Radio Host Suspended for Denying He Had ‘White Privilege’ Reinstated

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An Isle of Man radio host suspended for denying he had “white privilege” had been reinstated after the Free Speech Union went to bat for him.

Man, which is technically neither part of the United Kingdom nor a British Overseas Territory like the Falkland Islands but a semi-independent Crown Dependency tied to the British government through its historic relationship with the British Crown, was home to fewer than 200 people who identified as Black/Black British when its 2011 census was taken, along with 1,624 people who identified as Asian/Asian British, 354 people who identified as Other, and 748 people who identified as Mixed — less than 3.5 per cent of the population, all told.

This has not stopped it from being dragged into the contentious Black Lives Matter debate which has spread across the West since the death of George Floyd in the United States, however, with popular Manx Radio host Stu Peters finding himself “cancelled” after denying he had “white privilege” during a conversation with a caller.

The dial-in to the talk radio show had called Peters to confront him over an online post he had written suggesting that “an Isle of Man protest about police brutality in America makes no sense except as a virtue-signalling snowstorm”, claiming that “in 2018 the U.S. had around 50,000 white on black violent crimes compared with 400,000 black on black and around 550,000 black on white violent crimes” and signing off “ALL LIVES MATTER”.

The call included the following exchange, for which Peters was suspended and the matter referred to the Communications Commission to determine “whether or not any Broadcasting Codes were violated”:

Jordan Maguire: OK, so, when you’re saying “all lives matter” that first of all is just derogatory and ridiculous…

Stu Peters: No, it’s not derogatory.

JM: For all lives — listen — for all lives to matter we have to raise the people of all creed, colours, religions to the level that white people’s privilege allows them to be. For all lives to matter, black and other…

SP: I’ve had no more privilege in my life than you have Jordan.

JM: Excuse me?

SP: I’ve had no more privilege in my life than you have. I’m a white man, you’re a black man you say.

JM: If you believe that then you’re already — this is exactly what white privilege is.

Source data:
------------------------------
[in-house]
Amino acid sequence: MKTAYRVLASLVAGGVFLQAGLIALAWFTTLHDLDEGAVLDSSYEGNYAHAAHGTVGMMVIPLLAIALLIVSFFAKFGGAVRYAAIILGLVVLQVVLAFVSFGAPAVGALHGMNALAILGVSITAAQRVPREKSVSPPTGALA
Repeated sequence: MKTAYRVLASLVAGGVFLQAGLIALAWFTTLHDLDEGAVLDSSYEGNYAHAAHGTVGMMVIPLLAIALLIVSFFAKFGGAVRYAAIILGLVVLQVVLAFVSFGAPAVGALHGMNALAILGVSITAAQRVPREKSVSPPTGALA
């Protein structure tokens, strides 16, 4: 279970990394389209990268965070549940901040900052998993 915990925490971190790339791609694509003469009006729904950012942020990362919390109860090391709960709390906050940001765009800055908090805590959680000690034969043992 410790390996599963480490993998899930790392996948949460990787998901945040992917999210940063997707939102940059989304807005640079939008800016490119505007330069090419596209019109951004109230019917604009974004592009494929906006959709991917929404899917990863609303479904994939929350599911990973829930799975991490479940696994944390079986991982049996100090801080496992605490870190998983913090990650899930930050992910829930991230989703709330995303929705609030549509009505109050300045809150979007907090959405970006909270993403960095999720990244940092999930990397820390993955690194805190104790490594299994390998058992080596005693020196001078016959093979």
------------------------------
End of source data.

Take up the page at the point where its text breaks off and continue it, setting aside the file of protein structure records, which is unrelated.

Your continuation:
Peters was cleared by the Communications and reinstated by Manx Radio after the Free Speech Union pioneered by right-leaning British commentator Toby Young went to bat for him, however, arguing that “whether you agree with Stu’s views or not, it’s clear that he was exercising his right to freedom of expression under Article 10 of the European Commission on Human Rights, which the Isle of Man is required to uphold”.

The Communications Commission said that “whilst issues surrounding race can be an emotive matter, the debate in question was conducted in a fair and measured way, and for the most part, in a calm and open manner”.

It also revealed that it had received just 13 complaints about Peters’ broadcast — compared to 27 communications supporting him.

The Free Speech Union described Peters’ exoneration and reinstatement as a “significant victory”, with Toby Young denouncing efforts to “publicly shame people who don’t subscribe to the latest woke orthodoxies and rob them of their livelihoods” as being “reminiscent of the struggle sessions during China’s Cultural Revolution.”

The BBC, however, chose to pursue the story by highlighting race activists’ irritation with the episode, publishing a report on the People of Colour Isle of Man group insisting that Peters’ comments “were not fit to be said on radio” and that staff should “undergo routine training on how to manage sensitive conversations”.

Manx Radio managing director Chris Sully said he was “very open” to discussing ways to appease such groups, and the station intends to institute staff  “diversity and ethnicity training”.

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